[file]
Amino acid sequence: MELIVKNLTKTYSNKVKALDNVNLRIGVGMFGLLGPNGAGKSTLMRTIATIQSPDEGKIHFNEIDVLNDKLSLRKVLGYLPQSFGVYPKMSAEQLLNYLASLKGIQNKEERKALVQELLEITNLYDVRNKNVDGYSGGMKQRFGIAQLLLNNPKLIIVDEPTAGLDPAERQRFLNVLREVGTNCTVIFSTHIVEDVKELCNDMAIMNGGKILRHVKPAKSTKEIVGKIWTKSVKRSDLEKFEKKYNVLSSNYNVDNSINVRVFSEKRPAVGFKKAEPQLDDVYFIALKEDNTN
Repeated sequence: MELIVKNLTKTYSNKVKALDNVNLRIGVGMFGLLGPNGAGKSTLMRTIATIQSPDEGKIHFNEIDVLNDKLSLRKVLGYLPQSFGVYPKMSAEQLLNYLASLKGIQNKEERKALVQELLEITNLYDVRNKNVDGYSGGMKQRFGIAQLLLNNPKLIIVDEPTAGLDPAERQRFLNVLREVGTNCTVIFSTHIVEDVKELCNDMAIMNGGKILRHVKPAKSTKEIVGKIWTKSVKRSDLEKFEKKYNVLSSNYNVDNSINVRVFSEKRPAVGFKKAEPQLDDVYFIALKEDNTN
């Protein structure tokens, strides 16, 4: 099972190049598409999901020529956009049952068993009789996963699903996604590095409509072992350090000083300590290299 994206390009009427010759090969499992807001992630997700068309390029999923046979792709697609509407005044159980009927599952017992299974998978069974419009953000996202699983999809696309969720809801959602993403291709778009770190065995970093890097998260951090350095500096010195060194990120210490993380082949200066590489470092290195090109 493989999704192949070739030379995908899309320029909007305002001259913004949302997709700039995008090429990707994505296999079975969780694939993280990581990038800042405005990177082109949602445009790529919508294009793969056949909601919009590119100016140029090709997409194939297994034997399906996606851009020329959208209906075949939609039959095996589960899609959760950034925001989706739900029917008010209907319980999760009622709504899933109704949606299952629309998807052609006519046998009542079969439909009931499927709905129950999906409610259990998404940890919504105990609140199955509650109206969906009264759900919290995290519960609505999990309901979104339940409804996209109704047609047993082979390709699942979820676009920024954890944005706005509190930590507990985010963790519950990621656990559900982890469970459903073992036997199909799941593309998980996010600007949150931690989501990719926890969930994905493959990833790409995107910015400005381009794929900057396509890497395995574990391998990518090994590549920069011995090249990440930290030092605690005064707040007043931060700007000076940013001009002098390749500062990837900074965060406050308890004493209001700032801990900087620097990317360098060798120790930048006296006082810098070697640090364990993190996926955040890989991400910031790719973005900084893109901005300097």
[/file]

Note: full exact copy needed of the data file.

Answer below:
Amino acid sequence: MELIVKNLTKTYSNKVKALDNVNLRIGVGMFGLLGPNGAGKSTLMRTIATIQSPDEGKIHFNEIDVLNDKLSLRKVLGYLPQSFGVYPKMSAEQLLNYLASLKGIQNKEERKALVQELLEITNLYDVRNKNVDGYSGGMKQRFGIAQLLLNNPKLIIVDEPTAGLDPAERQRFLNVLREVGTNCTVIFSTHIVEDVKELCNDMAIMNGGKILRHVKPAKSTKEIVGKIWTKSVKRSDLEKFEKKYNVLSSNYNVDNSINVRVFSEKRPAVGFKKAEPQLDDVYFIALKEDNTN
Repeated sequence: MELIVKNLTKTYSNKVKALDNVNLRIGVGMFGLLGPNGAGKSTLMRTIATIQSPDEGKIHFNEIDVLNDKLSLRKVLGYLPQSFGVYPKMSAEQLLNYLASLKGIQNKEERKALVQELLEITNLYDVRNKNVDGYSGGMKQRFGIAQLLLNNPKLIIVDEPTAGLDPAERQRFLNVLREVGTNCTVIFSTHIVEDVKELCNDMAIMNGGKILRHVKPAKSTKEIVGKIWTKSVKRSDLEKFEKKYNVLSSNYNVDNSINVRVFSEKRPAVGFKKAEPQLDDVYFIALKEDNTN
């Protein structure tokens, strides 16, 4: 099972190049598409999901020529956009049952068993009789996963699903996604590095409509072992350090000083300590290299 994206390009009427010759090969499992807001992630997700068309390029999923046979792709697609509407005044159980009927599952017992299974998978069974419009953000996202699983999809696309969720809801959602993403291709778009770190065995970093890097998260951090350095500096010195060194990120210490993380082949200066590489470092290195090109 493989999704192949070739030379995908899309320029909007305002001259913004949302997709700039995008090429990707994505296999079975969780694939993280990581990038800042405005990177082109949602445009790529919508294009793969056949909601919009590119100016140029090709997409194939297994034997399906996606851009020329959208209906075949939609039959095996589960899609959760950034925001989706739900029917008010209907319980999760009622709504899933109704949606299952629309998807052609006519046998009542079969439909009931499927709905129950999906409610259990998404940890919504105990609140199955509650109206969906009264759900919290995290519960609505999990309901979104339940409804996209109704047609047993082979390709699942979820676009920024954890944005706005509190930590507990985010963790519950990621656990559900982890469970459903073992036997199909799941593309998980996010600007949150931690989501990719926890969930994905493959990833790409995107910015400005381009794929900057396509890497395995574990391998990518090994590549920069011995090249990440930290030092605690005064707040007043931060700007000076940013001009002098390749500062990837900074965060406050308890004493209001700032801990900087620097990317360098060798120790930048006296006082810098070697640090364990993190996926955040890989991400910031790719973005900084893109901005300097």